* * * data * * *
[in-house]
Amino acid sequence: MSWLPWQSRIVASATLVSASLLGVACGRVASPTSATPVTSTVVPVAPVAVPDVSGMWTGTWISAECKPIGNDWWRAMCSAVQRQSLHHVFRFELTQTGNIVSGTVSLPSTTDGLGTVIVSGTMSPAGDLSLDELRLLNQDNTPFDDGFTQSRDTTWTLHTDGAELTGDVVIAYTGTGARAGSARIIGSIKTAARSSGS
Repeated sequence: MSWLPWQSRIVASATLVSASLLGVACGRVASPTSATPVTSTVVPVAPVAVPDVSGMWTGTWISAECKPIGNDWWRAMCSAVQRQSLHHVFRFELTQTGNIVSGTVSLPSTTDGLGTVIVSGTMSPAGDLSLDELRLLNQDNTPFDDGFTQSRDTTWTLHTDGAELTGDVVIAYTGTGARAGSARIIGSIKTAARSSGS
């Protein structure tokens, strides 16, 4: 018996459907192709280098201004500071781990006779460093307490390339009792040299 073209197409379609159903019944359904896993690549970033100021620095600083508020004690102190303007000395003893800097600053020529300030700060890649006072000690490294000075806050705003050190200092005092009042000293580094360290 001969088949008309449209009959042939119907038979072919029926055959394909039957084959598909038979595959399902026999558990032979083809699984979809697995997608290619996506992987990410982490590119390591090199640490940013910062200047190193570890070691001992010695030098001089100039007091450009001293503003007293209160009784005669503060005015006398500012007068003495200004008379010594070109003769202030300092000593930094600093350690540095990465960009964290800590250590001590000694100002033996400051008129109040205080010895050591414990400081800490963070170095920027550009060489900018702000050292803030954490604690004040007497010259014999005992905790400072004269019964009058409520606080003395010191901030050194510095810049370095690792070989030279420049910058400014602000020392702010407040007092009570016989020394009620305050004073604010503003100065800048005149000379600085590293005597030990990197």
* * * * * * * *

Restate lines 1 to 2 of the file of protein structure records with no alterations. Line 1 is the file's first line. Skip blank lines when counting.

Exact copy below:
[in-house]
Amino acid sequence: MSWLPWQSRIVASATLVSASLLGVACGRVASPTSATPVTSTVVPVAPVAVPDVSGMWTGTWISAECKPIGNDWWRAMCSAVQRQSLHHVFRFELTQTGNIVSGTVSLPSTTDGLGTVIVSGTMSPAGDLSLDELRLLNQDNTPFDDGFTQSRDTTWTLHTDGAELTGDVVIAYTGTGARAGSARIIGSIKTAARSSGS